We disagree. The crime was a simple one and the evidence was not complex or contradictory. The state's witnesses provided ample testimony supporting Lampkins's theory of the case. Witnesses testified that the killing occurred during a tussle between Lampkins's codefendant and the customer. Others testified that after Lampkins fired the shot, he twice asked, "I didn't hit you, did I?" This testimony provided the evidence of circumstances which rebutted the presumption of intent. It, therefore, removes any possibility that the jury would believe that Lampkins had the burden of persuasion on the issue of intent to kill. See Pigee, 670 F.2d at 695.
Second, Lampkins argues that his jury was more likely to be confused about Wisconsin's rules concerning intent than the Pigee jury. Pigee's jury received only instructions concerning attempted murder. 670 F.2d at 691-92. Lampkins's jury, however, received intent instructions in three different contexts. On the armed robbery count the jury was not given the presumptive intent instruction. On the third-degree murder and conspiracy counts, the jury was given the presumptive intent instruction, but the jury was directed to make an objective determination of whether a particular result is a natural and probable consequence of a particular act. In contrast, on the party-to-a-crime and first-degree murder counts, the jury was given the presumptive intent instruction, but the jury was directed to make a subjective determination whether a particular result is a natural or probable consequence of a particular act.
This argument is also unconvincing. There was no need for the presumptive intent instruction in the armed robbery intent instructions, because the direct evidence supported only that conclusion. However, with respect to the conspiracy, first degree murder, party-to-a-crime and attempted murder counts, a permissive intent instruction was rational as an aid to the jury in weighing circumstantial evidence of intent. See Pigee, 670 F.2d at 695. We do not see the relevance in a Pigee analysis of the distinction between objective and subjective determinations of intended consequences.
A third distinction concerns the fact that the "deliberate acts" language of the presumptive intent instruction was found to be a critical distinction in Pigee. 670 F.2d at 694. Lampkins's jury was instructed that
... [the law] does not require that the intent to take human life shall exist for any particular length of time before the crime is committed or that the killing should have been brooded over, considered or reflected upon for a week, a day, an hour, or even for a minute. There may be no appreciable space of time between the formation of the intent to kill and the act of killing. If sufficient deliberation was had to form an intent to take life and to put that purpose into execution by destroying life, then there was a sufficient mental purpose to constitute murder in the first degree.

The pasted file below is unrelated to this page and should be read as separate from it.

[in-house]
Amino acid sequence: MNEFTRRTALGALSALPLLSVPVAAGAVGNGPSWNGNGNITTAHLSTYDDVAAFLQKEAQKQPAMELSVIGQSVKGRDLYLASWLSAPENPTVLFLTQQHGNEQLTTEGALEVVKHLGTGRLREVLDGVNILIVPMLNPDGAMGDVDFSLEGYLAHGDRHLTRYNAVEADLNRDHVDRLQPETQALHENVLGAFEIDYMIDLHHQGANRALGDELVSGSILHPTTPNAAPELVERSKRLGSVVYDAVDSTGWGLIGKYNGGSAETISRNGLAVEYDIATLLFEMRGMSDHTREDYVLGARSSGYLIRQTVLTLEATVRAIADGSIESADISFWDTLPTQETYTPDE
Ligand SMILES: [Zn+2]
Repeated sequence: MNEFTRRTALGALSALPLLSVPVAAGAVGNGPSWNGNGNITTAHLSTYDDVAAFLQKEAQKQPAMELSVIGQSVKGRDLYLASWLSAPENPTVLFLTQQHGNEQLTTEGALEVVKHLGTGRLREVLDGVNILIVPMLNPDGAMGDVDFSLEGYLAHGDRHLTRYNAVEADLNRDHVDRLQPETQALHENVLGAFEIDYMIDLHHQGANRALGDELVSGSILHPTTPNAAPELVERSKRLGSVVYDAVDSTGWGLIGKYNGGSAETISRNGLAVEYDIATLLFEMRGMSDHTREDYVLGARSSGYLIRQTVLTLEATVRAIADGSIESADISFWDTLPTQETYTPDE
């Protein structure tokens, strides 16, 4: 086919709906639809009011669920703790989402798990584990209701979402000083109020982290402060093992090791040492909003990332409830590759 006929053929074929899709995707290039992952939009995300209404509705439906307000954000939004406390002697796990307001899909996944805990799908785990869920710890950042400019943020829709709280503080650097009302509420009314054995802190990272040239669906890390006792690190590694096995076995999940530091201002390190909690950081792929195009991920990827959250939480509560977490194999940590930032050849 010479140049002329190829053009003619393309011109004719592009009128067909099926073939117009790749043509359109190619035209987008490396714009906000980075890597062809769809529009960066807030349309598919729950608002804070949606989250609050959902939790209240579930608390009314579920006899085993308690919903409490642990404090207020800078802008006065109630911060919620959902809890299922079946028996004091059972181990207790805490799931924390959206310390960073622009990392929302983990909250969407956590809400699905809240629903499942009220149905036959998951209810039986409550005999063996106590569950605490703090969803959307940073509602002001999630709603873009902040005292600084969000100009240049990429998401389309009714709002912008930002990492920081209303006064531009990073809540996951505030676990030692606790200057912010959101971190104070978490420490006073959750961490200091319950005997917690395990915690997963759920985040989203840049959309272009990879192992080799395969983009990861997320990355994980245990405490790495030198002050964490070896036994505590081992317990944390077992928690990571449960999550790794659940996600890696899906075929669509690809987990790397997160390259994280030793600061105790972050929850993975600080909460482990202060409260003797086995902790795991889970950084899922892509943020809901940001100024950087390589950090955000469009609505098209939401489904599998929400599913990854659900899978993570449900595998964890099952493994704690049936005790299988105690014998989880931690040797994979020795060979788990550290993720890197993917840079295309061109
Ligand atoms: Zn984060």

Lampkins's jury also was informed, as part of the presumptive intent instructions, to consider the natural and probable consequences of deliberate acts and the natural and probable consequences of acts which constitute the commission of a felony. Lampkins argues that the "deliberation" instruction muted the "deliberate acts" language of the presumptive intent instruction, and, along with the "commission of a felony" language, negated the requirement that the jury find a deliberate act.
We do not agree. The jury was capable of understanding the distinction between "deliberation" and "deliberate acts" and of synthesizing the "commission of a felony" language. Lampkins' argument requires a hyper-technical parsing of sentences which few, if any, jury instructions could withstand.
The fourth distinction is that, unlike the Pigee jury, 670 F.2d at 691-92, Lampkins's jury received the presumptive intent instruction twice, the second time without the safeguards of the standard instruction concerning the allocation of the burden of proof. Lampkins argues that this distinction is critical because the Pigee court indicated that "any conceivable question, however remote, that the jury might have had regarding interpretation of the challenged instruction was removed" by the fact that the "instructions, viewed as a whole, emphasized that the state must prove all elements of the crime beyond a reasonable doubt." Id. at 695. This distinction stands alone in this case as an indication of a risk of jury confusion, and, as such, it is too slight a peg to support a finding that the jury was unconstitutionally instructed.